Ireland needs a new and radical social contract

Ireland’s social contract is broken.  The legitimate expectations of citizens are not being met.  This is most obvious in areas such as housing and homelessness, a two-tier healthcare system, an ongoing failure to provide rural broadband and high levels of poverty and social exclusion, especially among children.  2017 is the first year of a new century for Ireland and now is the perfect opportunity to develop a new and radical social contract for Ireland’s second century. 

Social Justice Ireland’s 2017 Socio-Economic Review ‘A New Social Contract for a New Century’ outlines proposals for a new and radical social contract.

The annual Review argues that all democracies are founded on a social contract.   A progressive social contract is one where Government works in the interest of all, where social cohesion and the common good are the primary measures of progress, and the economy is nurtured for the benefit of society.  This Review outlines a series of policies and recommendations which would deliver a progressive social contract. 

Social Justice Ireland’s proposals focus on delivering five key outcomes:

  • a vibrant economy which works for the benefit of society;
  • decent services and infrastructure which are accessible to all;
  • a fair taxation system to support our social and economic infrastructure;
  • good governance which facilitates everyone having a say in decisions that affect them;
  • sustainability - meaning that development is balanced across the regions and progress is measured in terms of social cohesion and the common good.

Essentially the social contract is how the standard of living everyone expects and agrees on is implemented and delivered and how the balance of rights and responsibilities among citizens, communities, institutions and government is maintained.  

Put simply, the key questions are: what standard of living do people want and expect, and what infrastructure, services and resources are required to deliver this?

To come to a consensus on the standard of living that people want and agree on, and, how this is to be delivered requires dialogue, with input from all sectors of society.  Choices must be made and agreement reached on how the social contract is to be delivered.

Social Justice Ireland’s Review argues that as part of the social contract in a modern democratic society, citizens may expect:

  • access to meaningful work,
  • protection from poverty at times where paid employment is not accessible;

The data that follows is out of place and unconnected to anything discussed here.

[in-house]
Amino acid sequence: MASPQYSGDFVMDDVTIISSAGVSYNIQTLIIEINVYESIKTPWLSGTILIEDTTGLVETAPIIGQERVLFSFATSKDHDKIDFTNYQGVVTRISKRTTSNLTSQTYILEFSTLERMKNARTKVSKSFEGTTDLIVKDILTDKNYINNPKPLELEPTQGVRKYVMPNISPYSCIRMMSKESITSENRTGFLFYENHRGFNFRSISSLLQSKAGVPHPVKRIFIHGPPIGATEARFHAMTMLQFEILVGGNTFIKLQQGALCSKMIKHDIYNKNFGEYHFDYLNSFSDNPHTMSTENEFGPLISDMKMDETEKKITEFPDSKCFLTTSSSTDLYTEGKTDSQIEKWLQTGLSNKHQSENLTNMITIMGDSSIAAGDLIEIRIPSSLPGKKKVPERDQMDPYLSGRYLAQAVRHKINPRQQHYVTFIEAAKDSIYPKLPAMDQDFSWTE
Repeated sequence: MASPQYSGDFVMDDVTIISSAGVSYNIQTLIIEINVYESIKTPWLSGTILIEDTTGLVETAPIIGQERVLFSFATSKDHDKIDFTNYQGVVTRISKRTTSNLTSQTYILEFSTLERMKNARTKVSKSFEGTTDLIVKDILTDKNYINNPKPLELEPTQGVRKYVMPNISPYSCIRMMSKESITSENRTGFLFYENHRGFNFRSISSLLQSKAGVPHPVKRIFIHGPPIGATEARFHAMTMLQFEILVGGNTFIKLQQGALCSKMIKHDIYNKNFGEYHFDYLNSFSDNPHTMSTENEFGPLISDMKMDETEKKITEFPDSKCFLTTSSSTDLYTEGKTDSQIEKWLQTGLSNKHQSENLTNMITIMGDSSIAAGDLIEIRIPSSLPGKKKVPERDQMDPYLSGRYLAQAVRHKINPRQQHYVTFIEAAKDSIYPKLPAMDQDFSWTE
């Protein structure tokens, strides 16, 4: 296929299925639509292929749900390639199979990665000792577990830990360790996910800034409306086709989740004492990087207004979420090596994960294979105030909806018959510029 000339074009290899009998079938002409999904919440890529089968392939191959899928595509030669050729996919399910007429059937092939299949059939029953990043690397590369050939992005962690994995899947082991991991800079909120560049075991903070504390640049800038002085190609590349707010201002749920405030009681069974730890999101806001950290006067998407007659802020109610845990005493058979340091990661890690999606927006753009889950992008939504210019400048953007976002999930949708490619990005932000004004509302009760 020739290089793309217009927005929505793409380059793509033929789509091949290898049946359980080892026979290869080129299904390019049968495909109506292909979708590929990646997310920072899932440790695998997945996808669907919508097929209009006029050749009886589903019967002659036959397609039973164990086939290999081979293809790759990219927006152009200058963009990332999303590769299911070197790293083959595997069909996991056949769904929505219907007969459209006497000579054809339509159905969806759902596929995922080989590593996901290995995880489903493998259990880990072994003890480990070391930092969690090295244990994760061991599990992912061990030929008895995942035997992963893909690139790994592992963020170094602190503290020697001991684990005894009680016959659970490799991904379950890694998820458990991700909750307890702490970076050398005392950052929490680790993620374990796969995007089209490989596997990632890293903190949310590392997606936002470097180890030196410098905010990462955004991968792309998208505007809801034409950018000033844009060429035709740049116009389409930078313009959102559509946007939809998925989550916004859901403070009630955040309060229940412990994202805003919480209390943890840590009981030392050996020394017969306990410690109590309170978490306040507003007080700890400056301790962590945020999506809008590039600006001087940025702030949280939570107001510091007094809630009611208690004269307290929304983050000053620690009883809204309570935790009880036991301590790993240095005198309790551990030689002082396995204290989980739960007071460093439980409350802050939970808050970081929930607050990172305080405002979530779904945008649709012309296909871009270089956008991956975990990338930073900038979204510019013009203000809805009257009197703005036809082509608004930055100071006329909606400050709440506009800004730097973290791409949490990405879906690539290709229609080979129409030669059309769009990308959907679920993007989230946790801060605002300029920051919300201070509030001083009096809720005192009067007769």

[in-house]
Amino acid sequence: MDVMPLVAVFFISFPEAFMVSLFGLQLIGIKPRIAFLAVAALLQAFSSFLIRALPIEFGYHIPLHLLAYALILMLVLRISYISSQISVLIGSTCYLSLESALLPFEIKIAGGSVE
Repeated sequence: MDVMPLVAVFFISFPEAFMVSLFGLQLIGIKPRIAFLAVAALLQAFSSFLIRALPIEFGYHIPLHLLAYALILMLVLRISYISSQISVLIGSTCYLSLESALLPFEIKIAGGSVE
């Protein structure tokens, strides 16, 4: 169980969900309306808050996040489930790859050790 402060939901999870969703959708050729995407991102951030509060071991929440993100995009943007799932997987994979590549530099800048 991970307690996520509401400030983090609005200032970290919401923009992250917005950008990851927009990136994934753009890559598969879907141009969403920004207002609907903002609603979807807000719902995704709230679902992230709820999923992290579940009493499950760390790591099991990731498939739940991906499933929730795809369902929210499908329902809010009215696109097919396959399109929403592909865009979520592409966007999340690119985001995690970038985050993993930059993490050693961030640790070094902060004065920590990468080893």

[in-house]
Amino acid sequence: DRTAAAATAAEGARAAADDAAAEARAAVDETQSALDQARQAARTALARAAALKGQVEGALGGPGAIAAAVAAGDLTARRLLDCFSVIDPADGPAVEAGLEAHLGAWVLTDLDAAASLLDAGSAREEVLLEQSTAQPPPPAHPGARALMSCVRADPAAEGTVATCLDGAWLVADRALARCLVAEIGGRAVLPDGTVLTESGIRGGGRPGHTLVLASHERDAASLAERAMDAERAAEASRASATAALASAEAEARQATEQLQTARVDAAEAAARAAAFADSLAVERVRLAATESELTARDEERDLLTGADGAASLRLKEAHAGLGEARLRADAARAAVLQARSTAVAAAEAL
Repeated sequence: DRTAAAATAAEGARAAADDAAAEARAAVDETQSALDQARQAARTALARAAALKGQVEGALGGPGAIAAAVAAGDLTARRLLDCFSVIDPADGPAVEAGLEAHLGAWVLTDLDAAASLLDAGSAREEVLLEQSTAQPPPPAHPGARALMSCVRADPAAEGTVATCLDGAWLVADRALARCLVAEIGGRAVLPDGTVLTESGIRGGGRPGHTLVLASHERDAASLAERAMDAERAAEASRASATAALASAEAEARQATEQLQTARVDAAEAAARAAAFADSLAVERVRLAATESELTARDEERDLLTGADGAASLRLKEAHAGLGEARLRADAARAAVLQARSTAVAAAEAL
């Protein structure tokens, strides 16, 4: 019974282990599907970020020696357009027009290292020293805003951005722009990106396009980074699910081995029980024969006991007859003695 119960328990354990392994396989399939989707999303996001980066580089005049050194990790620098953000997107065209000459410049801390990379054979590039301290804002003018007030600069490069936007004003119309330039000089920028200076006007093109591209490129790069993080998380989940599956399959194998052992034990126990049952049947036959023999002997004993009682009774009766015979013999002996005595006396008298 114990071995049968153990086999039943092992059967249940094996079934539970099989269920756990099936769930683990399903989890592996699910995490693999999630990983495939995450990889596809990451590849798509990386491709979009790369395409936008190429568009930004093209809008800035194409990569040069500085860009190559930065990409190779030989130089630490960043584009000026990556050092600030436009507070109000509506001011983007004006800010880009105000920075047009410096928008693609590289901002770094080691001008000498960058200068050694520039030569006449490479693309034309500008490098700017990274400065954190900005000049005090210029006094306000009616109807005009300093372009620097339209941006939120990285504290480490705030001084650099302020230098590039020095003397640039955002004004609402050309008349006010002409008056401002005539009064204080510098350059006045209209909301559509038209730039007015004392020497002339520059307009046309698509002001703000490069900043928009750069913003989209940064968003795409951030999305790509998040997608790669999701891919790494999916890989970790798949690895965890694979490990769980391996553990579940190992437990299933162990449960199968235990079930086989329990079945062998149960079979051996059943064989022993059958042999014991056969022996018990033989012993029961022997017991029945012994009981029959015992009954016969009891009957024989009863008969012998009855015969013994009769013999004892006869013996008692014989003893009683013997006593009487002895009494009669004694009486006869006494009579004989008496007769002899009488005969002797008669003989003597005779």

• a minimum floor in times of old age, disability or infirmity;
  • an education system that is relevant, accessible and high in quality;
  • a guarantee that their needs will be met at times of ill-health;
  • the regulation and protection of the environment for the good of all citizens; and
  • ensured participation in civic life and in shaping the decisions that affect them.

A social contract sets out the expectations, the rights, and the responsibilities of all parts of society – individuals, institutions and government.   It means that everyone contributes to the common good – economically, socially or culturally – on the assumption that the State will provide a minimum standard of living, essential social services and infrastructure and the protection of basic rights.

The strength of a democracy is defined by the strength of its social contract and the quality of life and wellbeing of its citizens.  People expect a well-run economy; good governance; a state that acts in the interests of its people; and they expect to have a say on the issues that affect them. They expect society to provide them with decent services and infrastructure. They also expect that decisions being made are aimed at securing fairness across generations and a sustainable future.

A key part of the social contract is solidarity between generations. At different points in the lifecycle, all of us will be either net beneficiaries from, or net contributors to, society. 

This differs, depending on whether we are children, adults of working age, or pensioners. It depends on whether we are in full-time education, engaged in caring work, in paid employment, or volunteering in the community. But at all times, we are contributing to and benefiting from the social contract in different ways.

We have an opportunity now to develop and agree on a new social contract and how it should be delivered.  Social Justice Ireland believes that at the heart of this new social contract is a belief that benefits derived from things like technological development, economic growth, and societal advancement are shared.  A real republic will stand for social justice and for equality.   Social Justice Ireland calls on leadership from all sectors of Irish society to become part of a debate on a new social contract for a new century.

‘A New Social Contract for a New Century’ is available here.

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